An article in Modern Healthcare's Aug. 15 issue by Rich Daly (“Unsatisfactory marks”) raises some troubling objections to patient satisfaction as a legitimate quality indicator. The objections are nothing new. However, given that the CMS will soon tie reimbursements to quality scores that include patient satisfaction, the doubts need to be laid to rest.
Essentially, the article suggests that patient satisfaction scores are “biased” in that “high marks for perceptions of care may have little connection to high quality clinical outcomes.” Well-respected medical centers with high “quality” scores and reputations may have low satisfaction ratings.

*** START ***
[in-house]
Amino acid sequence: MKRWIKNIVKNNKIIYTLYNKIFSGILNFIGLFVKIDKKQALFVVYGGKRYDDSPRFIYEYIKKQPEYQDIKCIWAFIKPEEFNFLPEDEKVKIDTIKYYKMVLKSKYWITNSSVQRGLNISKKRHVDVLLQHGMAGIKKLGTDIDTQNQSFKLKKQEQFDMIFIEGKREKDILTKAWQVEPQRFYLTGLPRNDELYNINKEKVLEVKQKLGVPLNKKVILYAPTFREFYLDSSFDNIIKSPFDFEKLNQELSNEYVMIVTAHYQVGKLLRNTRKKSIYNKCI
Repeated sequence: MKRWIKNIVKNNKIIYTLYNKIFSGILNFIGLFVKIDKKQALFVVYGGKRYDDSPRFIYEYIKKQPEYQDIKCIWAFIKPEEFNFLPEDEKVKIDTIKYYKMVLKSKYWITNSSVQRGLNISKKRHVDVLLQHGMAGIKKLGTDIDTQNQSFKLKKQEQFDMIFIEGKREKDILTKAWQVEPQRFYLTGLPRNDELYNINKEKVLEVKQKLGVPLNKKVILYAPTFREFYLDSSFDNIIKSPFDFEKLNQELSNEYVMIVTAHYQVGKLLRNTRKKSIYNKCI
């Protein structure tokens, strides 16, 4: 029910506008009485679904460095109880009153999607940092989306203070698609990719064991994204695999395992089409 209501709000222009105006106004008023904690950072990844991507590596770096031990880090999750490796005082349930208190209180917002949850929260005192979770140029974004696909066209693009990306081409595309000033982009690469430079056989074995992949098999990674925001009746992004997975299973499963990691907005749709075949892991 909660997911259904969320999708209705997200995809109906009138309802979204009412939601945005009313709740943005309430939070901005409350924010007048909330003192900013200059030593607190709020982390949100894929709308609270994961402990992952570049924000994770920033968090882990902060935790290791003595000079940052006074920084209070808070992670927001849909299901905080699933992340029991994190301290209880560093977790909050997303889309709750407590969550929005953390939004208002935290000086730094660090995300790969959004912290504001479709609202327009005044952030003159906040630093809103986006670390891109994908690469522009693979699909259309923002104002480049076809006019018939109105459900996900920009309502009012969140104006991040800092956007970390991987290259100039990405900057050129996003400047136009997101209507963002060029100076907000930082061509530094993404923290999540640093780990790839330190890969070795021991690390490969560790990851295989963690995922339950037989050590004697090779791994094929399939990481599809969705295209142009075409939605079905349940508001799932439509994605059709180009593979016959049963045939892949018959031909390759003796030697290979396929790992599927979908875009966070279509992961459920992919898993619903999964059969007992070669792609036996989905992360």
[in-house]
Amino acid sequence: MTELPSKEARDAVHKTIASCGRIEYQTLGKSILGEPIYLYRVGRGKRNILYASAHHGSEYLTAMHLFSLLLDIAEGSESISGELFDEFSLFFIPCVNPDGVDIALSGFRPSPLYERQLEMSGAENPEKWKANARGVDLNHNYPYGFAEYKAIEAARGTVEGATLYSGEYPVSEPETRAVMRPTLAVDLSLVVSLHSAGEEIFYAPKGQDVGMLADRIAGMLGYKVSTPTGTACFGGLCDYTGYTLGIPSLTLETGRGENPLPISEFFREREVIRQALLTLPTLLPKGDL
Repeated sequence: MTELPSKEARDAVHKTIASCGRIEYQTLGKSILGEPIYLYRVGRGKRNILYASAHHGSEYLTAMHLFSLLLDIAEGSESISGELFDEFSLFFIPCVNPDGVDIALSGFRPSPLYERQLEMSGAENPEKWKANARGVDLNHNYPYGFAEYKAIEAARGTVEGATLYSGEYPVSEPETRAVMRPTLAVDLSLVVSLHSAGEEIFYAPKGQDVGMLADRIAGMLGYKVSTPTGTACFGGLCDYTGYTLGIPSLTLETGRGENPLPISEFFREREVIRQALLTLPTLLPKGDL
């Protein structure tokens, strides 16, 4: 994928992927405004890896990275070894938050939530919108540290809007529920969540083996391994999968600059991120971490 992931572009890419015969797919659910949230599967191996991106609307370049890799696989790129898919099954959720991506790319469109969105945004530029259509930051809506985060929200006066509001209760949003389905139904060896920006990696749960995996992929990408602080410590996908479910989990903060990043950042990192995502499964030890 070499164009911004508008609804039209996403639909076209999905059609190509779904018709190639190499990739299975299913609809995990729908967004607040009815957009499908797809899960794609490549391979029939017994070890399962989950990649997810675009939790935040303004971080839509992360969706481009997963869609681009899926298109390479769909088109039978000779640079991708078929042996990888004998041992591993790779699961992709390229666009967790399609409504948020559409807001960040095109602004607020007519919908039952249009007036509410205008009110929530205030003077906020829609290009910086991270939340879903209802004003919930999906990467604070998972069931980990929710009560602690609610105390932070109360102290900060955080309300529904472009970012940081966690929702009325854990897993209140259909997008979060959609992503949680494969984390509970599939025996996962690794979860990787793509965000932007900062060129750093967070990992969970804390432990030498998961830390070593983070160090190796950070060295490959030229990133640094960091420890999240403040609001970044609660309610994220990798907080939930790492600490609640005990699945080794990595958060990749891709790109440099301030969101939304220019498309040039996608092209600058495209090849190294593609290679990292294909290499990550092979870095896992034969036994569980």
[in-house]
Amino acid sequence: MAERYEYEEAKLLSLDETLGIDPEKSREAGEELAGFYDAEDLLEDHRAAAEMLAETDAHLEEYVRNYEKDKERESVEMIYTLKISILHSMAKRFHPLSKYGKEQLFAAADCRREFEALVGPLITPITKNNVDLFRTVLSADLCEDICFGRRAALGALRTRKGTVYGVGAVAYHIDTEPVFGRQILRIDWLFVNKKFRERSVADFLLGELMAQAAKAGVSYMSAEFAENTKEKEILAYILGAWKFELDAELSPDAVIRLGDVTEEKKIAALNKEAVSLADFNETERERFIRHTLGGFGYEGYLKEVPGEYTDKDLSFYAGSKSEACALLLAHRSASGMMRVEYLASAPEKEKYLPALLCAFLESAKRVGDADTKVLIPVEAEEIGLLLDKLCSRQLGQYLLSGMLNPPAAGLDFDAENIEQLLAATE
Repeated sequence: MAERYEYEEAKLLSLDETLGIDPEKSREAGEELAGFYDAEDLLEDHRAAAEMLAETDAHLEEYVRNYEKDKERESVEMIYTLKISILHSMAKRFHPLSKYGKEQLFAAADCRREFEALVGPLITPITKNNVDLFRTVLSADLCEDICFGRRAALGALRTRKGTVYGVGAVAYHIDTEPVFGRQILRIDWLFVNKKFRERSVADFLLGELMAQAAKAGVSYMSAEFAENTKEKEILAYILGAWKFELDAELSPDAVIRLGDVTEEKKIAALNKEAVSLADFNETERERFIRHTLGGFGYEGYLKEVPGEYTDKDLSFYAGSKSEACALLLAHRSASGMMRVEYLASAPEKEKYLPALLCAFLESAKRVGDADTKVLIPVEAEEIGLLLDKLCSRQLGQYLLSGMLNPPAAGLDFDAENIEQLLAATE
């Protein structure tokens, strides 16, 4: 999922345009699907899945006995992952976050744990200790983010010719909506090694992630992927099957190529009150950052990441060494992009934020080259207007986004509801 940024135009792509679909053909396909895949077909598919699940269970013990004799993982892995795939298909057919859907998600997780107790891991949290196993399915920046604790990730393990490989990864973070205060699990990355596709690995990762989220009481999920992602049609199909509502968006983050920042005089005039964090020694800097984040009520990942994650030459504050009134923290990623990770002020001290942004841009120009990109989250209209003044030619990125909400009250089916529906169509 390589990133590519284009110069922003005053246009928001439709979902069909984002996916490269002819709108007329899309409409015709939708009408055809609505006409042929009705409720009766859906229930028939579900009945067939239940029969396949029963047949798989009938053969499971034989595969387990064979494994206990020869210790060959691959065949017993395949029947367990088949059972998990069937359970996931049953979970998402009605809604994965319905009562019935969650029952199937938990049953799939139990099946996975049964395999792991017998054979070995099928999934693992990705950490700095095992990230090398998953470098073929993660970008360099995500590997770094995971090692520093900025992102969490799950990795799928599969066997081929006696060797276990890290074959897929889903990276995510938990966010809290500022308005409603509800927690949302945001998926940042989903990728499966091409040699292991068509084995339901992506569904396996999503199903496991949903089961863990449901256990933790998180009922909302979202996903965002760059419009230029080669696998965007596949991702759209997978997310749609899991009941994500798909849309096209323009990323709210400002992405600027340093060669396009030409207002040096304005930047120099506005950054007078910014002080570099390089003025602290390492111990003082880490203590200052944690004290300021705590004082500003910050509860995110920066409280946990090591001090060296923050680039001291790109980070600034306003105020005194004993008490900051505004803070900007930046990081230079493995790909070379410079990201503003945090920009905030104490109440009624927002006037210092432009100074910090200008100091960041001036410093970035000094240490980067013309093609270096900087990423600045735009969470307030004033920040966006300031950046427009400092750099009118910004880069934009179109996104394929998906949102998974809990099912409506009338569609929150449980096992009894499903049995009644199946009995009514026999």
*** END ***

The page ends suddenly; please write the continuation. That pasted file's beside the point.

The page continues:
Daly correctly notes that patient satisfaction scores vary by hospital size and region. Scores for larger hospitals tend to be lower than those for smaller hospitals, while Northeastern hospitals tend to score lower than those in the South and Midwest. However, some researchers dismiss the relevance of lower satisfaction scores for academic medical centers in the North by suggesting that they have a preponderance of patients “with either depression or complex and serious illnesses.” Intentionally or not, this comes across as saying that patients have to be either emotionally disturbed or very sick not to recognize “the high quality of the clinical care that other measures have found those institutions provide.” Thus, patient satisfaction surveys are “biased.”